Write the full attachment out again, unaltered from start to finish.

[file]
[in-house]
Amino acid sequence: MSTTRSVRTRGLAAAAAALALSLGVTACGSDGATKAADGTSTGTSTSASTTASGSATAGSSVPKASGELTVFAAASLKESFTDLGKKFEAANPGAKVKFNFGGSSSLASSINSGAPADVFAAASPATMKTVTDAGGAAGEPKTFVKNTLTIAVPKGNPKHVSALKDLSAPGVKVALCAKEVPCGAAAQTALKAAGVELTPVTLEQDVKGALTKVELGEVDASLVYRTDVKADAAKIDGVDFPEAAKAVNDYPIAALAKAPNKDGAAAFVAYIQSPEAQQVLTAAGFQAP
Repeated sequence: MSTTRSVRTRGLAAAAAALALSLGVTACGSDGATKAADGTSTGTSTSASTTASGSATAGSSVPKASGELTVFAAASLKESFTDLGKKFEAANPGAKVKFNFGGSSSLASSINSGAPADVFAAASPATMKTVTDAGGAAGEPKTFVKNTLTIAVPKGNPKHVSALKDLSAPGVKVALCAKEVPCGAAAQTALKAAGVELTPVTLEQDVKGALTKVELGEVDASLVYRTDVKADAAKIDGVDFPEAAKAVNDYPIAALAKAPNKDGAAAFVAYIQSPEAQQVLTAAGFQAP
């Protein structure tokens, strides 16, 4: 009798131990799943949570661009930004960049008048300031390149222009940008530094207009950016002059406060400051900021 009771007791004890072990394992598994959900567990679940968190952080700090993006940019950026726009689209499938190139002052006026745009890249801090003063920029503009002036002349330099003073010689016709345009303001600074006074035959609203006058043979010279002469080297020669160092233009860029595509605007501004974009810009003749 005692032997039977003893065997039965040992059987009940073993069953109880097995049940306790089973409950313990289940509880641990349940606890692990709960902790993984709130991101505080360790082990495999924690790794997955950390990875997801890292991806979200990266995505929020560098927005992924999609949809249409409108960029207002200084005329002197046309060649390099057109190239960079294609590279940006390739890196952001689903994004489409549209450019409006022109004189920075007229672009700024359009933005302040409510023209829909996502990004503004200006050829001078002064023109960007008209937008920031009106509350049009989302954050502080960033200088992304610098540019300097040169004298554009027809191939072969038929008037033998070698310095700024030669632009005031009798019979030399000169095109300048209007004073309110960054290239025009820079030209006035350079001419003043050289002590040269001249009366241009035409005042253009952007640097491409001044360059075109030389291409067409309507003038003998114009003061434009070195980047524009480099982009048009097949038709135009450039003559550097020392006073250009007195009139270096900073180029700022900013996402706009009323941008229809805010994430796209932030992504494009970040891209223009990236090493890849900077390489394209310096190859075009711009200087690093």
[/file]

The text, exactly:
[in-house]
Amino acid sequence: MSTTRSVRTRGLAAAAAALALSLGVTACGSDGATKAADGTSTGTSTSASTTASGSATAGSSVPKASGELTVFAAASLKESFTDLGKKFEAANPGAKVKFNFGGSSSLASSINSGAPADVFAAASPATMKTVTDAGGAAGEPKTFVKNTLTIAVPKGNPKHVSALKDLSAPGVKVALCAKEVPCGAAAQTALKAAGVELTPVTLEQDVKGALTKVELGEVDASLVYRTDVKADAAKIDGVDFPEAAKAVNDYPIAALAKAPNKDGAAAFVAYIQSPEAQQVLTAAGFQAP
Repeated sequence: MSTTRSVRTRGLAAAAAALALSLGVTACGSDGATKAADGTSTGTSTSASTTASGSATAGSSVPKASGELTVFAAASLKESFTDLGKKFEAANPGAKVKFNFGGSSSLASSINSGAPADVFAAASPATMKTVTDAGGAAGEPKTFVKNTLTIAVPKGNPKHVSALKDLSAPGVKVALCAKEVPCGAAAQTALKAAGVELTPVTLEQDVKGALTKVELGEVDASLVYRTDVKADAAKIDGVDFPEAAKAVNDYPIAALAKAPNKDGAAAFVAYIQSPEAQQVLTAAGFQAP
């Protein structure tokens, strides 16, 4: 009798131990799943949570661009930004960049008048300031390149222009940008530094207009950016002059406060400051900021 009771007791004890072990394992598994959900567990679940968190952080700090993006940019950026726009689209499938190139002052006026745009890249801090003063920029503009002036002349330099003073010689016709345009303001600074006074035959609203006058043979010279002469080297020669160092233009860029595509605007501004974009810009003749 005692032997039977003893065997039965040992059987009940073993069953109880097995049940306790089973409950313990289940509880641990349940606890692990709960902790993984709130991101505080360790082990495999924690790794997955950390990875997801890292991806979200990266995505929020560098927005992924999609949809249409409108960029207002200084005329002197046309060649390099057109190239960079294609590279940006390739890196952001689903994004489409549209450019409006022109004189920075007229672009700024359009933005302040409510023209829909996502990004503004200006050829001078002064023109960007008209937008920031009106509350049009989302954050502080960033200088992304610098540019300097040169004298554009027809191939072969038929008037033998070698310095700024030669632009005031009798019979030399000169095109300048209007004073309110960054290239025009820079030209006035350079001419003043050289002590040269001249009366241009035409005042253009952007640097491409001044360059075109030389291409067409309507003038003998114009003061434009070195980047524009480099982009048009097949038709135009450039003559550097020392006073250009007195009139270096900073180029700022900013996402706009009323941008229809805010994430796209932030992504494009970040891209223009990236090493890849900077390489394209310096190859075009711009200087690093």